June 2, 2019
Yesterday was a half day of sight-seeing, and then we met up with our D-Day 75th Anniversary Wind Band Tour. A few of us spent the morning at the Pantheon, which houses an amazing pendulum and a very large crypt, which rests some of the most famous Parisians (Victor Hugo, Voltaire, and Pierre & Marie Curie, to name a few).
The evening was spent reuniting with some friends from the American Band College, which is where I completed my master’s degree last summer in Ashland, Oregon. Many of the musicians were in Paris for the first time, so we decided to take a boat cruise on the Seine. We hopped in a couple of taxis and got on the Bateaux Mouche, near the Eiffel Tower. It was a perfect way to spend our first night together here, seeing the sights along the river! The other musicians from Chelmsford on our tour are Mr. Matt Sexauer (CHS Band Director), and his father, Mr. Pete Sexauer (retired Chelmsford music teacher). Enjoy some photos of our time on board!
June 3, 2019
Today was our big rehearsal day with Colonel Arnald Gabriel. He is a U.S. Army Veteran of WWII, and later spent decades in the U.S. Air Force, rising to conductor in many USAF musical ensembles. His story is absolutely incredible. He landed on Omaha Beach in Normandy on June 6, 1944, and survived the deadly “D-Day” battle (that lasted for 45 days!). In May of 1945, he went to work in a factory, canning beans and peas. His high school band director came to the factory and questioned why he didn’t go to college. Col. Gabriel said that he wasn’t going to college because he couldn’t compete with graduating high school students. His director came back a week later, told him that his tuition was waived and he paid Col. Gabriel’s matriculation fee at Ithaca College. That moment started a storied music career, and he became an American treasure as a veteran and as an influential conductor. He turned 94 years old on Friday, May 31st, hopped a plane to France, and here is with us, putting on concerts in Paris and Normandy with a band of 220 people.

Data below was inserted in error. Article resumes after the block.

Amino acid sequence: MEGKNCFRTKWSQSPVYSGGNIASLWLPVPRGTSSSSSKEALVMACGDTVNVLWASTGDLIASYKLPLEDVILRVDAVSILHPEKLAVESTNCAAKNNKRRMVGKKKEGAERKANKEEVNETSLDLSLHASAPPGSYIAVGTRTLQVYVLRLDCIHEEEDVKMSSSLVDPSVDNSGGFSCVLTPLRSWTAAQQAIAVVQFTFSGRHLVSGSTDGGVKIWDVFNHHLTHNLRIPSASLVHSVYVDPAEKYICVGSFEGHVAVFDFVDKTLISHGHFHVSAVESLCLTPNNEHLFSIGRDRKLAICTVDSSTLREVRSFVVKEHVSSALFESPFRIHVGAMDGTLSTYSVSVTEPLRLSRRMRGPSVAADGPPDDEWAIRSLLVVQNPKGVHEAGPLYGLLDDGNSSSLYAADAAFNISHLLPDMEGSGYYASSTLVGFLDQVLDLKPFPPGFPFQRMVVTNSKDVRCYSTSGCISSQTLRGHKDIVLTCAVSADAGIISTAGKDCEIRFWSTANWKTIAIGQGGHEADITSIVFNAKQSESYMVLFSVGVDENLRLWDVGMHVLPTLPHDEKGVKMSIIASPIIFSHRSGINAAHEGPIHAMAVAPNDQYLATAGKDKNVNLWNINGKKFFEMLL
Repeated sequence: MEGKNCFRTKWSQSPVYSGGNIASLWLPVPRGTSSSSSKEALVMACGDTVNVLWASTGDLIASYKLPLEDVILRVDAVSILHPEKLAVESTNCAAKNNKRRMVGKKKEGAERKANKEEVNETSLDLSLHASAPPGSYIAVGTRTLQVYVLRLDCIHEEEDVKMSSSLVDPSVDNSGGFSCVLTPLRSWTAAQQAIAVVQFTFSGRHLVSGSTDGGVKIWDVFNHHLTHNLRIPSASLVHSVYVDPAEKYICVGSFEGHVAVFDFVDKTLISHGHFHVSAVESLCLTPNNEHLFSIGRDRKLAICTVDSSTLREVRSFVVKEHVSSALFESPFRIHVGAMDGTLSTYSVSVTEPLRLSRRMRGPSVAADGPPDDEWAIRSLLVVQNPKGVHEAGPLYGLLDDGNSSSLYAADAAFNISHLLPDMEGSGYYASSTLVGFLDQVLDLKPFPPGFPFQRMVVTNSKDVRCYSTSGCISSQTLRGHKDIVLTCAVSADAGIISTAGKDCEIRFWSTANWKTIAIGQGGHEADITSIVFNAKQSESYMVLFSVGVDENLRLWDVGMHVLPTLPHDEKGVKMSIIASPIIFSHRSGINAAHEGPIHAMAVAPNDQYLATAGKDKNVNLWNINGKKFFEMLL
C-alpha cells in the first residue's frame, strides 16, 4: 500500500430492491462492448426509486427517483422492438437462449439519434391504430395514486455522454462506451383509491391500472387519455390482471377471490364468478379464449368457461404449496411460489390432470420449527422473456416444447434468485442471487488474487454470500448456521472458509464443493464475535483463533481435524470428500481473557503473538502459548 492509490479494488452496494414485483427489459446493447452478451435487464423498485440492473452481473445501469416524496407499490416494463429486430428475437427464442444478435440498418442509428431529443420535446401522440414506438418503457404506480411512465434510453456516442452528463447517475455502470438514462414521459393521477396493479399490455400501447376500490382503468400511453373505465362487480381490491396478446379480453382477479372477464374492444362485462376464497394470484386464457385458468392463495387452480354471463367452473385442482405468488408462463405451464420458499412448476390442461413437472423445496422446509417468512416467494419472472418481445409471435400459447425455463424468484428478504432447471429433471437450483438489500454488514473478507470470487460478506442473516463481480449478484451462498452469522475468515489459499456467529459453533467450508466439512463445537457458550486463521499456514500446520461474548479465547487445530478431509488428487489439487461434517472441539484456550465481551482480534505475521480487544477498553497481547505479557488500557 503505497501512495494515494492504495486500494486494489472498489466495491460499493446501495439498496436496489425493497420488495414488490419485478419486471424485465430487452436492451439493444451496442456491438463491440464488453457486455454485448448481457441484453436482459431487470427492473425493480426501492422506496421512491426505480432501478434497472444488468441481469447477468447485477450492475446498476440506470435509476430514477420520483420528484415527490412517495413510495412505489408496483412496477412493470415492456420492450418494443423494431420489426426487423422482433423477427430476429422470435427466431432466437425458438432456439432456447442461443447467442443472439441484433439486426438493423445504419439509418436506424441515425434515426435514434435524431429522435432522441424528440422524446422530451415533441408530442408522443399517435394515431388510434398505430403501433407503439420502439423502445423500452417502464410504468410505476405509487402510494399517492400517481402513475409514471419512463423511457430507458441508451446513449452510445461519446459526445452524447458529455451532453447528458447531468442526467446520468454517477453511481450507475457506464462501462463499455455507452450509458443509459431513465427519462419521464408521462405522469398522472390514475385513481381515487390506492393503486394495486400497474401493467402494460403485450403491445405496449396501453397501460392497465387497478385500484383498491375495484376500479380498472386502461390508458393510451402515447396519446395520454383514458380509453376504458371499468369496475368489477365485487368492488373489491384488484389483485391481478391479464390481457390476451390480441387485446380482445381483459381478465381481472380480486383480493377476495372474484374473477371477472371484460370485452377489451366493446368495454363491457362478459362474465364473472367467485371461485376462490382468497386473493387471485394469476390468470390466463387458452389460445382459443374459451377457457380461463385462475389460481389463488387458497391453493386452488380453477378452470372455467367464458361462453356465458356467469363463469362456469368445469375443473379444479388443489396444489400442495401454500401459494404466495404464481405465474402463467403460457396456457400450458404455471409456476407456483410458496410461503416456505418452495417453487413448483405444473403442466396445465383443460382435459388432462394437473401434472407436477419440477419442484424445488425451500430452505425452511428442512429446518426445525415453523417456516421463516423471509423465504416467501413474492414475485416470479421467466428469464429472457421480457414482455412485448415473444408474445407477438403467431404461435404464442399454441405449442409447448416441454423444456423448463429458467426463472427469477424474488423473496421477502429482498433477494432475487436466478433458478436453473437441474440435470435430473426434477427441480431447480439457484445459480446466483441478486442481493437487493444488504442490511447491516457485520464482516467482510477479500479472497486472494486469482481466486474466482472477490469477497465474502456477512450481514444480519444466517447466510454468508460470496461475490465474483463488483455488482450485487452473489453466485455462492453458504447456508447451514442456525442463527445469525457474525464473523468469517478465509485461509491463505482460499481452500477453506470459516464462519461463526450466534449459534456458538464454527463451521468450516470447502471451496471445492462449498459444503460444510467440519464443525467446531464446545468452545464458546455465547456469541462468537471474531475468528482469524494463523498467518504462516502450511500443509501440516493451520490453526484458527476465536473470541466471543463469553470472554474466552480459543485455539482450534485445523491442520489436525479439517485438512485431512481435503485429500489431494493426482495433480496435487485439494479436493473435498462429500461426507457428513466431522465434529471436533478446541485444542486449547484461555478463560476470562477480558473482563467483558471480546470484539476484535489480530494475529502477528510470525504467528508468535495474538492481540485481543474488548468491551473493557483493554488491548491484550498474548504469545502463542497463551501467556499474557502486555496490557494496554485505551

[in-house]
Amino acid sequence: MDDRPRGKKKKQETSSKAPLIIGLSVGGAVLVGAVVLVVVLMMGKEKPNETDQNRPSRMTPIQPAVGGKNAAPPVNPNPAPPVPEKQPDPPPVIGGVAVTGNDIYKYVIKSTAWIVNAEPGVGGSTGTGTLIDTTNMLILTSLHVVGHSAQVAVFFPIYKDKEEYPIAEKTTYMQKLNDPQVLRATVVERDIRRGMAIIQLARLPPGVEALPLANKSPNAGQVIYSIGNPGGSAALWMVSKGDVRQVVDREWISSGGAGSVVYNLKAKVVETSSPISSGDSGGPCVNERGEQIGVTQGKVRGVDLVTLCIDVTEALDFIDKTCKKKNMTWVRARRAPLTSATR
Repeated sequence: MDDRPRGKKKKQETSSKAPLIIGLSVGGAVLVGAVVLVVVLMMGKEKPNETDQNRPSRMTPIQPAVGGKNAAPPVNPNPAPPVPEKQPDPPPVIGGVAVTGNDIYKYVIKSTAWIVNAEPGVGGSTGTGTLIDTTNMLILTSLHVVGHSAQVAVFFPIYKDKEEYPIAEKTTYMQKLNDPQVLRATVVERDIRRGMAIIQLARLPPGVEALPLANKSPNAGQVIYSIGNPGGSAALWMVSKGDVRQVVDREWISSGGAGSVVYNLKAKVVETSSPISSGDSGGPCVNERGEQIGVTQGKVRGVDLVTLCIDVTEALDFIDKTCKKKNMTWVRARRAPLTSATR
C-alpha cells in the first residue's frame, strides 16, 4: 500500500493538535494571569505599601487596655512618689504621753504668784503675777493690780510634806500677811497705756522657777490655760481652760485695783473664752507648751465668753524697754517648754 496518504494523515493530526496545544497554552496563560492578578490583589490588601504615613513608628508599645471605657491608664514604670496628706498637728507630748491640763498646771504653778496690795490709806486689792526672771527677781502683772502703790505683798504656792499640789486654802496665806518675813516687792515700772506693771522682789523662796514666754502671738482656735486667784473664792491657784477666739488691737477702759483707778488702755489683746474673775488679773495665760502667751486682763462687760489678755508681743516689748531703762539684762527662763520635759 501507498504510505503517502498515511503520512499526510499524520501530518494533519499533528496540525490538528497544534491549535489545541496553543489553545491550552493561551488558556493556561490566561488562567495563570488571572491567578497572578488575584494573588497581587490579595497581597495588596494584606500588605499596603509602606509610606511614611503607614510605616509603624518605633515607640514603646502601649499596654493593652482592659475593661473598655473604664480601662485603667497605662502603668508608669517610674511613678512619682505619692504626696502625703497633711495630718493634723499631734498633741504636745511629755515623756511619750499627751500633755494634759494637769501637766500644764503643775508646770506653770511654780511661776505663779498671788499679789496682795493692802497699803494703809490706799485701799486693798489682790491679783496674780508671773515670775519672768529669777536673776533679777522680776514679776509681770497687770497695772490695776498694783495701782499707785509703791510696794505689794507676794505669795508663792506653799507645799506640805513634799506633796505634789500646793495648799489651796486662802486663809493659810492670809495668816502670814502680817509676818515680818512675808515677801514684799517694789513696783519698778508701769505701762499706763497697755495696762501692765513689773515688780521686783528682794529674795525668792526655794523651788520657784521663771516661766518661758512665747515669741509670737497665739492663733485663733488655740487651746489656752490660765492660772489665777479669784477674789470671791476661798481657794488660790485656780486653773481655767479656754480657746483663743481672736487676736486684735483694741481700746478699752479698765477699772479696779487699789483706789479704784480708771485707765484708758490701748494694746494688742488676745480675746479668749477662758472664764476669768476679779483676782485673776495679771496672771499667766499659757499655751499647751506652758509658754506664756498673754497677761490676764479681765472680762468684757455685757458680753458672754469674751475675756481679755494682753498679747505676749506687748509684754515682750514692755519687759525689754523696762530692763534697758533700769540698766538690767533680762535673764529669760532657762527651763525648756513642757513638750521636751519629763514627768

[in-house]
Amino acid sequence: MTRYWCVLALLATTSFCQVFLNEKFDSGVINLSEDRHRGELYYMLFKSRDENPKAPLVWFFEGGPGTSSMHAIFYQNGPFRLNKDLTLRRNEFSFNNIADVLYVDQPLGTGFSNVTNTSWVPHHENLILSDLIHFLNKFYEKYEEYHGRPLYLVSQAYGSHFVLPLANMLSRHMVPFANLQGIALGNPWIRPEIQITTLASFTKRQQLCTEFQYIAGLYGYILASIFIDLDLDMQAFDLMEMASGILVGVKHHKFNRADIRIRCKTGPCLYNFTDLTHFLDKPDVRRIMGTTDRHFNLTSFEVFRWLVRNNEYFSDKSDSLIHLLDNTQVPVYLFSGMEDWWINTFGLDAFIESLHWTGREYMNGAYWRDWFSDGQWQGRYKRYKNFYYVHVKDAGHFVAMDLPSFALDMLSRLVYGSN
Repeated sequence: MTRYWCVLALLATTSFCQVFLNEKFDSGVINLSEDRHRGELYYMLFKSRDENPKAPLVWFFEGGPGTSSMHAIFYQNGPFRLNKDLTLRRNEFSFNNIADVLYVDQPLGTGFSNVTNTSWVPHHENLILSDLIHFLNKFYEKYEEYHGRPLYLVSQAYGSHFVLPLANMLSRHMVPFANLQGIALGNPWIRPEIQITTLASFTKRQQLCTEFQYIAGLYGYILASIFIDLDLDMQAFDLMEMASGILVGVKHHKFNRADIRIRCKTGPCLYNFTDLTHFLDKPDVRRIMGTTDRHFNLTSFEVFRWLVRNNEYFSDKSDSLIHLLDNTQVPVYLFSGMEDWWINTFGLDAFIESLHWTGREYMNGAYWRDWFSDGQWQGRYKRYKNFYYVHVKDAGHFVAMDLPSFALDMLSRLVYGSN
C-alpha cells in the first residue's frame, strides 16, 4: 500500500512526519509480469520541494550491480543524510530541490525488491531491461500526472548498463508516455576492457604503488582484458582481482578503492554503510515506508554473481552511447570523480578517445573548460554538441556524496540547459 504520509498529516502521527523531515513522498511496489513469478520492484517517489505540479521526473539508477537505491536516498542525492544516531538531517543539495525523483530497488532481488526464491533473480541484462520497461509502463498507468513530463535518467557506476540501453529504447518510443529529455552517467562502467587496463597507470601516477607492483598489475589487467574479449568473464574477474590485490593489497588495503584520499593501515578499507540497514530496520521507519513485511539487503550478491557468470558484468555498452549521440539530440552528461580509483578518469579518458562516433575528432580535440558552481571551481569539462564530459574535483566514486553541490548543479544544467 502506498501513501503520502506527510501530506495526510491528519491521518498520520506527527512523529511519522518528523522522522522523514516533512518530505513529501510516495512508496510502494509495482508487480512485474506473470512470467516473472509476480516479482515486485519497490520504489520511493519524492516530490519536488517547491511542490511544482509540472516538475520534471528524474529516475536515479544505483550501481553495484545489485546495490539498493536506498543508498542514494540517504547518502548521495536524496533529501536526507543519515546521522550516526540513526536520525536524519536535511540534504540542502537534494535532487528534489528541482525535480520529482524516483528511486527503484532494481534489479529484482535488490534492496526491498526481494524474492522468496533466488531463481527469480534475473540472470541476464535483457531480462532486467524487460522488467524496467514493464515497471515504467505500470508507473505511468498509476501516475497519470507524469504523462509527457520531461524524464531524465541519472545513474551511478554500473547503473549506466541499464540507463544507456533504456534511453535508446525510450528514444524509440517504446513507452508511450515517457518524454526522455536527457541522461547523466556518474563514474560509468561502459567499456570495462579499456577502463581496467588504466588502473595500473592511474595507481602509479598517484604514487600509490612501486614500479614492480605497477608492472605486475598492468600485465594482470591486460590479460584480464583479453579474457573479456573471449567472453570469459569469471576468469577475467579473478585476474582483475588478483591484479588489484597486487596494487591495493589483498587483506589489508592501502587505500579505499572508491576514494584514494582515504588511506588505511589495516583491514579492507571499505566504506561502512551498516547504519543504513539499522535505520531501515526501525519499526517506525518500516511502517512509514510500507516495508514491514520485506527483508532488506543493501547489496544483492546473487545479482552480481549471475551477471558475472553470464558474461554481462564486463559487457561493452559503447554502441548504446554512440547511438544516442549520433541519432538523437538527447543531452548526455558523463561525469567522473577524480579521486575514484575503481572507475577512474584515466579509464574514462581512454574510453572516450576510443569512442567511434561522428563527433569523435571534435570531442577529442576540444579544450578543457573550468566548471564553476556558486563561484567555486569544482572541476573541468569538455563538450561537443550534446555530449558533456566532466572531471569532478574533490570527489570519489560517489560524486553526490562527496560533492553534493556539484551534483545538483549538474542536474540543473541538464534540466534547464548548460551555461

Today’s two rehearsals lasted for 3 hours each. Colonel Gabriel has memorized every score that we are playing, down to the measure markings, notes, harmonies, dynamics, articulations (you name it- he knows it). It is astounding to experience.
I have the VERY lucky opportunity to perform on a Haynes flute that landed on the beaches of Normandy on the back of a soldier named Dale Shaffner. Mr. Shaffner’s student, William Fisher, currently owns the flute. Mr. Fisher is a friend of Tracy Wright, who is a friend of mine from ABC. Mr. (Tracy) Wright posted the story of Mr. Shaffner’s flute on Facebook earlier this year, and I immediately contacted him to see if we could get the instrument to France to reunite it with the Normandy beaches 75 years later. Mr. Fisher allowed us to bring the instrument. Imagine…a flute that was in the pack of a soldier, who jumped off his Higgins boat on D-Day on June 6, 1944, survived. Not only did it survive with its owner, it is now coming back to the very spot to perform a concert, memorializing the event that killed 9,000 allied soldiers 75 years ago. To be able to play the instrument in this concert is simply profound- I felt it the most when we rehearsed The Star-Spangled Banner, America the Beautiful, and the Stars and Stripes Forever. This instrument is a symbol of strength, bravery, beauty, culture, and peace. I am forever honored.